In response to months of public criticism, the new Holocaust museum in Budapest has promised to present the “full and authentic” story of the destruction of Hungarian Jewry, including the role played by the Hungarian regime and ordinary Hungarians.
The museum issued its promise last week, after its revised content was approved by the Hungarian government, which is financing it. The government also approved a new steering committee for the institution.
Though the museum, called the “House of Fates,” has had a building for several years now, it still has no exhibits. Last year, it became the focus of a heated public debate, with opponents charging that it would help Hungary’s rightist government whitewash and distort the country’s involvement in the Holocaust. That same year, the government transferred ownership of the museum to Hungary’s Chabad community, known by its Hungarian acronym EMIH.
Last week, EMIH promised that the museum would show the role of both the Hungarian government and ordinary Hungarians in the Holocaust, alongside tales of Jewish heroism and Hungarians who saved Jews. The museum also plans to put the destruction of Hungary’s Jews into its “historical and European context,” especially the legal and social anti-Semitism that ultimately resulted in Hungary’s establishment of a Nazi regime in 1944, and to show Hungarians that what happened to Hungary’s Jews didn’t affect the Jews alone, but all of Hungarian society.
Another focus will be the “complex relationship” between Hungarian Jews and broader Hungarian society. In the early 20th century, almost all Hungarian Jews saw themselves as Hungarians, and most Hungarians saw Jews as citizens with equal rights. But that made the regime’s betrayal of the Jews in 1944 all the more shocking, the museum said.
Rabbi Shlomo Koves, the chief rabbi of EMIH, said he was aware of the criticism leveled at the museum, including by parts of the Jewish community, but that the newly approved plan ought to satisfy the critics. “When it comes to remembering the Holocaust, there’s no place for partisan considerations,” he said.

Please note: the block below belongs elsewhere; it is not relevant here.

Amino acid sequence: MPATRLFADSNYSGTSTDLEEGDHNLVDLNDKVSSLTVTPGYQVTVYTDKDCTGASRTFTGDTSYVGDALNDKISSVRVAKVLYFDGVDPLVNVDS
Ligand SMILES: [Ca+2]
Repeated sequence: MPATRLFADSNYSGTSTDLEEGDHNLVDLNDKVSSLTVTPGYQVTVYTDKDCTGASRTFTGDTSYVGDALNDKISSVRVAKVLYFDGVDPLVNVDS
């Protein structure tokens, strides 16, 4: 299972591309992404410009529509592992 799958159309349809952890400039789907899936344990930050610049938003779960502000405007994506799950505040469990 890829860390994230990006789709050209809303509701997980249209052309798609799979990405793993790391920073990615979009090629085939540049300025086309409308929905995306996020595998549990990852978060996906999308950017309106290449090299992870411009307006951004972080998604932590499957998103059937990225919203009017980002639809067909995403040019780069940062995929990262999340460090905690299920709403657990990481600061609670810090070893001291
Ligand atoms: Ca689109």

- Budapest Holocaust Museum: Orban’s Grand Gesture or a Whitewashing of Hungarian History?
- New Book Leaves Norway’s ‘Heroic Role’ in the Holocaust in Tatters
- Romania Starts to Confront Holocaust Past, but ‘Cycle of Denial’ Remains
One of the main changes the museum made was to sever its contract with Maria Schmidt, whom critics term Prime Minister Viktor Orban’s “court historian.” She has claimed that Hungarians had no way of resisting the Nazis once they entered Hungary – a claim that Prof. Yehuda Bauer, a leading Israeli Holocaust researcher, told Haaretz last year was “ridiculous.”
In 2014, the Yad Vashem Holocaust museum withdrew from the international forum that the Hungarian government had set up to advise the museum, saying it objected to both the concept and the planned content. “We are demanding recognition by the Hungarians that the entire country – not ‘a few Hungarians’ – collaborated with the Germans,” Bauer told Haaretz last year.
Andras Heisler, president of the Federation of Hungarian Jewish Communities, also quit the forum. He told Haaretz last year that EMIH wasn’t qualified to run the museum.
“Chabad came to Hungary 15 or 20 years ago, with no tradition, no roots and no experience of dealing with these questions,” he said. “They’re interested in religion, not the Holocaust. We, in contrast, have experts, intellectuals, an archive and international connections.”
Koves said the new plan and the new steering committee should “bring this saga to a close and create an opportunity to rise above past differences” and unite behind the job of “transmitting these important messages to future generations.”
The new steering committee is chaired by Yitzchak Mais, the former director of Yad Vashem, who has helped set up Holocaust museums in other countries.
“When we worked on the new vision statement, we had two main goals that are intertwined,” he said in a press statement. “First, to transmit the historic truth about the Holocaust of Hungarian Jewry fully and authentically, including the role of the establishment and of part of the Hungarian people. Second, to do this in a way that would transmit a current, meaningful educational message to every Hungarian man and woman who visits the museum.”
Another member of the new steering committee is historian Esther Farbstein, who wrote a book about the Holocaust in Hungary and currently heads the Holocaust research center at education faculty at Michlalah Jerusalem College. She said one of the museum’s goals would be to show that “Holocaust victims didn’t go like sheep to the slaughter; they were heroes who tried to do the most they could to save the lives of their families and the lives of others, preserve their Jewish identity and preserve their human dignity.”
Other members include David Marwell, an American historian who formerly headed the Museum of Jewish Heritage in New York and now works at the Holocaust Museum in Washington, and Daniel Bodnar, president of the Milton Friedman University in Budapest. The museum is slated to open in about 18 months.